Al-Monitor: With billions of cubic meters in estimated gas reserves, the Eastern Mediterranean, or the “Levant Basin” by another name, is turning into the stage for a contemporary version of the 19th Century “Great Game,” which has as much potential for catalyzing peace, as it does for contributing to new tensions in a region already rife with conflict.
The key event this respect came on March 30, the historic date when natural gas from the Tamar field, off the coast of Israel, started flowing to the Israeli mainland, thus kicking off a process that will not only make the Jewish state largely energy independent, but also turn it into a key supplier for European markets.
The Tamar field, discovered as recently as 2009, is said to hold 250 billion cubic meters [427 billion square feet] of gas, and is the smaller of Israel’s two offshore fields, the bigger one being the Leviathan field with its estimated 425 billion cubic meters of gas, but which has yet to be developed.
Texas-based Noble Energy and the Israeli Delek Energy, the two largest shareholders in the Israel gas fields are said to be looking for a go-ahead now from the Israel government to export the larger portion of the gas, since demand in Israel is insufficient to cover the cost of developing the Leviathan field.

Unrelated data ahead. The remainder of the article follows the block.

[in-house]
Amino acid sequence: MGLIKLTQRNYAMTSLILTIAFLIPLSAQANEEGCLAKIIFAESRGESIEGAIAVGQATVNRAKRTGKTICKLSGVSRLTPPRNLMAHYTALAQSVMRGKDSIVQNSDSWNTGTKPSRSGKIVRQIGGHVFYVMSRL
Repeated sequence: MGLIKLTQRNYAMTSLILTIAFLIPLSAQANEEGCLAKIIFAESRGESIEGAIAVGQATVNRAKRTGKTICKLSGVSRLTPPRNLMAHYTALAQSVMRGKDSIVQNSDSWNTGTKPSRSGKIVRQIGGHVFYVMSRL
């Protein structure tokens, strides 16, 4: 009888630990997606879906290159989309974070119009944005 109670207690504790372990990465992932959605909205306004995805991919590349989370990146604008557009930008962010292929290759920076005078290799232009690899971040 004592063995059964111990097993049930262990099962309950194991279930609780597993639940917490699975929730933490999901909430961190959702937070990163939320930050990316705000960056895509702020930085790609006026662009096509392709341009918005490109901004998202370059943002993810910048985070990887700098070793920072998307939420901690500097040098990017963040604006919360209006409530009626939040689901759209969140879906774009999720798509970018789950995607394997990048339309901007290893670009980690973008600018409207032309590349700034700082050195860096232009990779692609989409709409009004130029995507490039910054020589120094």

This is the point at which Turkey, which has already become an important energy hub for Caspian and Iraqi oil, and which consolidated its position further through recent energy deals with the Kurdistan Regional Government in northern Iraq, enters the “Game” as a major player. Turkey is clearly a country that Israel cannot overlook while trying to work out the most profitable route to export its gas.
With one of the fastest growing economies in the world, Turkey has increasing energy needs and therefore also provides a stable market for Israel gas. It is not surprising therefore that there is a lot of talk in diplomatic circles suggesting that “the energy factor” also contributed to Israel’s recent apology to Turkey for its deadly raid on the Turkish Mavi Marmara aid ship in 2010. [Continue reading…]